Keep in mind the laser-to-boat distance was roughly 3,200 to 6,600 feet. It appears almost impossible for a consumer laser to cause an eye injury (retinal lesion or burn) at this distance, according to laser safety experts. It could cause bright light effects such as temporary flashblindness, temporary blind spots, or eye irritation.
For example, what if the laser was the most powerful handheld laser generally available to consumers? A nominal 2 watt laser, even if it had an extraordinarily tight 1 milliradian beam, would be eye-safe beyond 691 feet, and would have only a 50/50 chance of causing a minimal injury at 218 feet. But the laser was 4.6 times farther (safer) than the NOHD hazard distance, and was 14.7 times farther than the 50/50 injury chance distance.
Even a 10 watt visible continuous-wave laser, with a NOHD of 1,546 feet, would be completely eye safe at the San Diego laser-to-boat distances of somewhere between 3,200 feet and 6,600 feet. We are unaware of any handheld lasers over 2 watts being sold to consumers. It would be very unusual for someone who could afford a 10 watt laser to plug it in, and aim it recklessly as happened in San Diego.
Therefore, one or more of the following conclusions must be true:
- Officer McMaster did not have a retinal injury due to the May 4 laser exposure. She may have had a pre-existing retinal injury, or the physician may not have correctly diagnosed what he or she saw on the officer’s retina.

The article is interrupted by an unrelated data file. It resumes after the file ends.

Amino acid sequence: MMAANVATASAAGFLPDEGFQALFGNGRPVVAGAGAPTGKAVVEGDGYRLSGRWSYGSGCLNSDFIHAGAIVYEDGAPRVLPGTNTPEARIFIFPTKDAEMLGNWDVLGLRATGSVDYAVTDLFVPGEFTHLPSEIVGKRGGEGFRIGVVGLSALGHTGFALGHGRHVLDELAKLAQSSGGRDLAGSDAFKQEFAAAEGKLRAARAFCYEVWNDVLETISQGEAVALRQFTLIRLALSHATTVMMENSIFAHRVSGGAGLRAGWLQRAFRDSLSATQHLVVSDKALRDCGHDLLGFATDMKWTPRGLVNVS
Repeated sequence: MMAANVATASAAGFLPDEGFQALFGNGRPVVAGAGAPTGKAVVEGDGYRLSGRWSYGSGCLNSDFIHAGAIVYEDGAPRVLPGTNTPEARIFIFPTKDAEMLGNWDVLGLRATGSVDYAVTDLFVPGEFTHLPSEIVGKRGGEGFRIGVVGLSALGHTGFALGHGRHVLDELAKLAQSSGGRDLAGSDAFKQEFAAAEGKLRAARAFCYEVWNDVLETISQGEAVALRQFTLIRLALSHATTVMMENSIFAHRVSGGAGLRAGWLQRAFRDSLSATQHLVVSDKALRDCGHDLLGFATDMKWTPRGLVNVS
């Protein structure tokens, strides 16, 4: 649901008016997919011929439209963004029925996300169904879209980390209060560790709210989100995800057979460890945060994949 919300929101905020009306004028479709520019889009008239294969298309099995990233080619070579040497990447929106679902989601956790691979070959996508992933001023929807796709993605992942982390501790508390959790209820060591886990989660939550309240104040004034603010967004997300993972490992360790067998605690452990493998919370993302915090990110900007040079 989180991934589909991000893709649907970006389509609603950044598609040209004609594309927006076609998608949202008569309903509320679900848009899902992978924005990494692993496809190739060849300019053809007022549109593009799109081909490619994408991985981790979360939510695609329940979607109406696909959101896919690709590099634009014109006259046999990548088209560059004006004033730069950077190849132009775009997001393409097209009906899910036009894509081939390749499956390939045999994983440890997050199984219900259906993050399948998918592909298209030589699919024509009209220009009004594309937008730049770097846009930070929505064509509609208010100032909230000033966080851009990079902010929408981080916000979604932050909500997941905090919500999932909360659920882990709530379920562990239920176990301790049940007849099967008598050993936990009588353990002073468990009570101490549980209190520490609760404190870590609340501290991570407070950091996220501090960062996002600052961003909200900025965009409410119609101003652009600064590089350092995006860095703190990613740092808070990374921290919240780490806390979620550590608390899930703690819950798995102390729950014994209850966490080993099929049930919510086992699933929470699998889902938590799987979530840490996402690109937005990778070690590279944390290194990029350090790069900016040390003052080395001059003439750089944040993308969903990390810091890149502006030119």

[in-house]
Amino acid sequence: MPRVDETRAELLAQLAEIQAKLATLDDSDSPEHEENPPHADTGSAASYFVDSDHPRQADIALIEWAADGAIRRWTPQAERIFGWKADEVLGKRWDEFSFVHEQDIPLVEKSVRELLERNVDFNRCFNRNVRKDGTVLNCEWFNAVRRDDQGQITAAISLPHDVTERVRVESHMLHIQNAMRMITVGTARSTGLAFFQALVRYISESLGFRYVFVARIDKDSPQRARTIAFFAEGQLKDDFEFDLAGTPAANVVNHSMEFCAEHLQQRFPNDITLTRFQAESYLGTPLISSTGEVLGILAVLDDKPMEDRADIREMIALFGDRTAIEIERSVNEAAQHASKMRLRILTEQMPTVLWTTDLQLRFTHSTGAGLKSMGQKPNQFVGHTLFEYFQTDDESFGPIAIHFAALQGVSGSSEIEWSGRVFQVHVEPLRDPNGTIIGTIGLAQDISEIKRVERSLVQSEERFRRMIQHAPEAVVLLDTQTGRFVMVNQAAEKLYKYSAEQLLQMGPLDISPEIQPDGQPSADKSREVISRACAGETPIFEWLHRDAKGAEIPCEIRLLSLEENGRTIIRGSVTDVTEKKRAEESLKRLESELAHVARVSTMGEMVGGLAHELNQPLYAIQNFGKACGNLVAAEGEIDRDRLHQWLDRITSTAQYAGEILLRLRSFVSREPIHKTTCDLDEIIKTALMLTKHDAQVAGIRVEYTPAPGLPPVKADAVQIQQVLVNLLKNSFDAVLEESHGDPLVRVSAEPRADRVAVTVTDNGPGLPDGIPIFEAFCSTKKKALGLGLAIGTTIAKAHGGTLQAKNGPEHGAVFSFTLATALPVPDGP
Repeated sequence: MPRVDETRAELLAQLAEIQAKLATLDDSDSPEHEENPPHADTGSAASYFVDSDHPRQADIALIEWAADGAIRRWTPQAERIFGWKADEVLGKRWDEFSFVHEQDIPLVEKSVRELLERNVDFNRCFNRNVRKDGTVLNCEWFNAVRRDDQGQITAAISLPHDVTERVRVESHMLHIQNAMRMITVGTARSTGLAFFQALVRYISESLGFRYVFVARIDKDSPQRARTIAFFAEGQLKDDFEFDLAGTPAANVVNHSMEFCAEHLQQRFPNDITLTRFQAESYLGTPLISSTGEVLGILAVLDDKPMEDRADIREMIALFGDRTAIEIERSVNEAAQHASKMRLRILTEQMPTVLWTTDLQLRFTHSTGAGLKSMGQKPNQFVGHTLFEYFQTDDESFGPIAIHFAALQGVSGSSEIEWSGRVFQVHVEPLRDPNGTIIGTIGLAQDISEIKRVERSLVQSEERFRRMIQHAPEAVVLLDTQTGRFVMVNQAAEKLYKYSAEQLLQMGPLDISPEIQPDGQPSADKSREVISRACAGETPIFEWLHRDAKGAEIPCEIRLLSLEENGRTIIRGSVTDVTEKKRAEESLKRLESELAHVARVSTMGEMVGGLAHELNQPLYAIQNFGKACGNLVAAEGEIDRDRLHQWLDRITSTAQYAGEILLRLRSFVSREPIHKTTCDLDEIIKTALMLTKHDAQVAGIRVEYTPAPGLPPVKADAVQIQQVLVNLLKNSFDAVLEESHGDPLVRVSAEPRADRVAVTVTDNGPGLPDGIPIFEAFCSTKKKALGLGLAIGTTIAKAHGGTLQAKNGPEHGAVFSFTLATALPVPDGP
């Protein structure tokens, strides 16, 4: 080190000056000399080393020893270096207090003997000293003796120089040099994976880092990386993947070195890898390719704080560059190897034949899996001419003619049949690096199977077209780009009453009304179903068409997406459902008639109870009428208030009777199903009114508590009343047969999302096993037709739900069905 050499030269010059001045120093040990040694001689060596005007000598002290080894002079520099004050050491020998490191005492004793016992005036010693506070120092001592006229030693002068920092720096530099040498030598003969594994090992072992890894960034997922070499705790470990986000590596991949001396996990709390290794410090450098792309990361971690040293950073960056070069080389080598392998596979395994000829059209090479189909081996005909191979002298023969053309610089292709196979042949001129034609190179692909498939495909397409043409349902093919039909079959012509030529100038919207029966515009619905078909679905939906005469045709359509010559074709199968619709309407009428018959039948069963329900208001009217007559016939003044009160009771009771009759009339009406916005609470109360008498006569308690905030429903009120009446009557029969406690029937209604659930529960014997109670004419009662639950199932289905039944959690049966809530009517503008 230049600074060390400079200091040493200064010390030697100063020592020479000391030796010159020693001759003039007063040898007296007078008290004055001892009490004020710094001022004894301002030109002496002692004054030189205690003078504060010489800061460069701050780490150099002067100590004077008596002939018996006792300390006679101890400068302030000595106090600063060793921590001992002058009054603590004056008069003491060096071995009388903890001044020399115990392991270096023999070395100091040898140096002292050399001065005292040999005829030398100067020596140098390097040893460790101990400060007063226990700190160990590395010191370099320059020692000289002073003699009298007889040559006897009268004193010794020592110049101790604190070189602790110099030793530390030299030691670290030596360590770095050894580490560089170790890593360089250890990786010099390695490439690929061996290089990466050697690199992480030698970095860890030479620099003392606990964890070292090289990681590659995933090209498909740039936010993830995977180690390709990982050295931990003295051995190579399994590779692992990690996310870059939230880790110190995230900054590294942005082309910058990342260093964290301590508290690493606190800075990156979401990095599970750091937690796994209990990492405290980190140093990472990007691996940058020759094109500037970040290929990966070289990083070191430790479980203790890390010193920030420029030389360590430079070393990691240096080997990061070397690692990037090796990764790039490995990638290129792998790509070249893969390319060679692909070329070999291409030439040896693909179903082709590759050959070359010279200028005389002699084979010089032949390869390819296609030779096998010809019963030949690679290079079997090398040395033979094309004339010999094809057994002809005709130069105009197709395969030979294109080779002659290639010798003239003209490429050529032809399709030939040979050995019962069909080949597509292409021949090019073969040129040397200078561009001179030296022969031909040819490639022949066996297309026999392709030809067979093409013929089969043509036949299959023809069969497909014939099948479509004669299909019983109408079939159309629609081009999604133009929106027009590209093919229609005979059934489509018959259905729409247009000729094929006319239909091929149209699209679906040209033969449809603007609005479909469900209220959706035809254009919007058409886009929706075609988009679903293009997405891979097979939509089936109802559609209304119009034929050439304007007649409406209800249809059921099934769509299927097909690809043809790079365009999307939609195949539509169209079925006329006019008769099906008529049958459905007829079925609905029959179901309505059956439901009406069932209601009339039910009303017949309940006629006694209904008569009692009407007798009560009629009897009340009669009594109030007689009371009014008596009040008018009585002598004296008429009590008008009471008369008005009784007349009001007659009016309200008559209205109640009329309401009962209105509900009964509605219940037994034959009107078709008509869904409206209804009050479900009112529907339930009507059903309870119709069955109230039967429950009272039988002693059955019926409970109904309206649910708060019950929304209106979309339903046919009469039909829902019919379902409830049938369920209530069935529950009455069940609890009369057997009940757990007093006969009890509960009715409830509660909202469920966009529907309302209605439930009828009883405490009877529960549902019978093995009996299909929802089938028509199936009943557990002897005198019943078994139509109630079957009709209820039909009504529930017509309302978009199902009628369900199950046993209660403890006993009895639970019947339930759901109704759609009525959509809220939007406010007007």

- The officers did not correctly judge the laser’s distance. It may have been much closer, such as being on the fishing pier instead of further away in the city.
- The laser may not have been continuous-wave (CW). It may have been a pulsed laser, meaning that the laser light emits in short, powerful pulses. Because almost all consumer pointers and handhelds are CW, this possibility is highly unlikely.
- The May 4 laser was an extraordinarily powerful visible, continuous-wave laser -- at least 50 watts and more likely 250-500 watts or more. Due to the expense and size of such a laser, and it requiring wall power, it is extremely unlikely that this possibility is true.
It would be useful to have additional medical information about the eye injuries, and about the eye care experience of the person who examined the officers.
UPDATE 1, May 11 2012: A Harbor Police spokesperson told LaserPointerSafety.com that due to HIPAA medical privacy concerns, only general information can be released about the officers’ condition. Neither officer was permanently injured. The officers’ primary complaint was temporary flashblindness and afterimage. There was visible puffiness and irritation in at least one of the officers. One officer was diagnosed with a minor retinal burn. The medical and ophthalmologic experience of the person(s) who examined the officers is not known. Harbor Police understand that a retinal burn at the distances involved would require extraordinary conditions. They “are not married” to the idea that the laser caused eye damage. Their focus is on the laser causing disruption of the officers’ policing operations.
UPDATE 2, May 23 2012: An astronomy expert contacted by LaserPointerSafety.com said that the aiming-at-the-moon theory might be true. According to Mark Bennett, Observatory Director at the Miami Science Museum, “it’s almost a perfect alignment.” The moon as seen from San Diego on May 4th at 8:30 pm had the following parameters: Azimuth heading 127 degrees (southeast), 23 degrees altitude above the horizon, 98.5% illuminated (nearly a full moon). Bennett was working off of this map, which shows the most probable angle between the laser and the boat as a heavy green line.